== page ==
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I am aware that swinging weights does not optimally activate the targeted muscle, but I do not understand why everybody says you can get hurt swinging a weight. Athletes in other sports have been swinging weights many times more violently than weightlifters without hurting themselves. Take baseball batting and shot put for example:

shot put

Cheat reps, which require swinging, can help push a muscle to failure. But if swinging is dangerous, why are cheat reps suggested for advanced bodybuilders? There's a contradiction here.

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why are cheat reps suggested for advanced bodybuilders. Do you have a source for this statement? –  Steeven Aug 10 '11 at 9:27
    
How would you swing a weight during weight lifting, because I do think there's a difference in how the movement is performed. Btw a disc thrower would probably be a more appropriate example of someone 'swinging' a weight ;-) –  Ivo Flipse Aug 10 '11 at 9:28
    
@Steeven I think the concept of cheat reps are prevalent enough in literature and training circles that no source is needed to claim they are often suggested (different from making claims about their effectiveness). –  Greg Aug 10 '11 at 17:29
    
@JoJo The purpose of these cheat reps is to continue stimulating a muscle when it's too exhausted to complete a proper rep on its own. It has to be done carefully in order to avoid injury by putting too much torque/pull on a body part that isn't built to withstand that. –  Greg Aug 10 '11 at 17:29
    
@Ivo One example is leaning backwards while doing curls. You end up using your back (and some leverage) to complete a last rep that you can no longer perform normally with good form. –  Greg Aug 10 '11 at 17:30

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up vote 4 down vote accepted

With every action, there is a proper and correct technique to do it safely. This applies to every action from throwing a baseball, shot put, discus, to swinging a bat or manipulating melee weapons.

The danger lies in failure to do the technique properly. This is why each of these activities are typically taught by an instructor and with little or no load. The consequences of swinging a 5 lb bat with bad form is going to be much less than the consequence of swinging a 95lb weight with bad form.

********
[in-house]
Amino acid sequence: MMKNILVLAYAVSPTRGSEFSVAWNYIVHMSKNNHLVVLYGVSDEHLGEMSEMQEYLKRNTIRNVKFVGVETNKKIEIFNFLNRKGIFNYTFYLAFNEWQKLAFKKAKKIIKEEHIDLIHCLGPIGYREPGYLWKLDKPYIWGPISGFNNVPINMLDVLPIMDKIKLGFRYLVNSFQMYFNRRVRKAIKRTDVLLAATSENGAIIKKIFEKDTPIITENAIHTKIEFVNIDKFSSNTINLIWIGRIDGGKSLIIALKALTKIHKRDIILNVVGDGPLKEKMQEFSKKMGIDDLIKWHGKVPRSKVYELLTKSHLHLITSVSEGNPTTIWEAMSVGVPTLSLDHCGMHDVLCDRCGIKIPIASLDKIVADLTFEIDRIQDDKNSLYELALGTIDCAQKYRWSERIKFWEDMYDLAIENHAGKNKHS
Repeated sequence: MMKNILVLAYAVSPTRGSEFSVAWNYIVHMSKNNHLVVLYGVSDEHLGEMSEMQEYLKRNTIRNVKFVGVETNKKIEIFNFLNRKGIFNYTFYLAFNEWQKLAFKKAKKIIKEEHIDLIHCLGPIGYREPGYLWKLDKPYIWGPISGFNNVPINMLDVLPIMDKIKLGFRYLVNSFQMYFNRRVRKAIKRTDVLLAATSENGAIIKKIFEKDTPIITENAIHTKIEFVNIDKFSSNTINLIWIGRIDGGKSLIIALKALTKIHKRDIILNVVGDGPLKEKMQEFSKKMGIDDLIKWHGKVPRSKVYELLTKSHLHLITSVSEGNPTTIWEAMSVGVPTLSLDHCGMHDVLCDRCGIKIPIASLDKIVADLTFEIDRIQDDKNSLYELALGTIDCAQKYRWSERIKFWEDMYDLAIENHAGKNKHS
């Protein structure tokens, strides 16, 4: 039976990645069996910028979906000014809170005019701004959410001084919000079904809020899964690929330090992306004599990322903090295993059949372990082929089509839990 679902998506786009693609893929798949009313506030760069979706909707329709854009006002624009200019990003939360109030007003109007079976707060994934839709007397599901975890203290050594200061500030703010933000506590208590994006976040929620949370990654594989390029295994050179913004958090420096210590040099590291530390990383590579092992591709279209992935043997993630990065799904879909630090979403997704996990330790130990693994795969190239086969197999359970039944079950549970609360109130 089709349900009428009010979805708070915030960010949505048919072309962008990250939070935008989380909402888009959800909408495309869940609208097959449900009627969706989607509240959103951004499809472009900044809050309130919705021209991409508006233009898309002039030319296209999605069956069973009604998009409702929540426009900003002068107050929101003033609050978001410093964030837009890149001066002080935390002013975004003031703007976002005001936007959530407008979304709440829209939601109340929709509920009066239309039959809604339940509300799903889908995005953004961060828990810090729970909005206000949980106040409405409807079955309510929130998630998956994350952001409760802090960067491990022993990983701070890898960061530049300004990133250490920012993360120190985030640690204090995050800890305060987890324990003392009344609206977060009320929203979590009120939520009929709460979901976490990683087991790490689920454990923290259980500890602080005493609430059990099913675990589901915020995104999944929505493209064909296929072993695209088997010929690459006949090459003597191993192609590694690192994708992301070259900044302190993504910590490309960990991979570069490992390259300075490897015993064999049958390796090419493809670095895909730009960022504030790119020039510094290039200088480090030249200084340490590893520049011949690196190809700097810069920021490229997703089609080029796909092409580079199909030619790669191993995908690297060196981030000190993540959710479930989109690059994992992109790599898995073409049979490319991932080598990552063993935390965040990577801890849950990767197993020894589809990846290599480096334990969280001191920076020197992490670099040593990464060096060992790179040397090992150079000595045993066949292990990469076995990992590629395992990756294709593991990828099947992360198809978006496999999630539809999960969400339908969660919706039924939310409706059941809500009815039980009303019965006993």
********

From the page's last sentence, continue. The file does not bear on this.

Proper form in each of these typically keeps the thoracic portion of the torso rigid, or in the correct orientation so that the load is absorbed top to bottom as opposed from side to side.

The number one danger of swinging weights in any form is the shearing forces that pull on the spinal column.

Keep in mind that kettlebell routines are designed around swinging a weight. The key is proper technique. That is why the "cheat reps" are not recommended for beginners. It takes time to strengthen the core to what it needs to do those reps, as well as develop the technique to do it safely.

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What is the correct way to gyrate violently like a baseball batter without hurting the spinal column? –  JoJo Aug 11 '11 at 6:00
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Believe it or not, they aren't "gyrating violently". The spinal column is fully supported, and the back is upright. Most of the torsion is provided by rotating the hips which generates the necessary power and does not twist the spinal column. I'm not a baseball coach, but I do watch the movements carefully. The same principles that apply to martial arts for power generation are used in many sports. In short, power comes from the hips, not the back. –  Berin Loritsch Aug 11 '11 at 12:13

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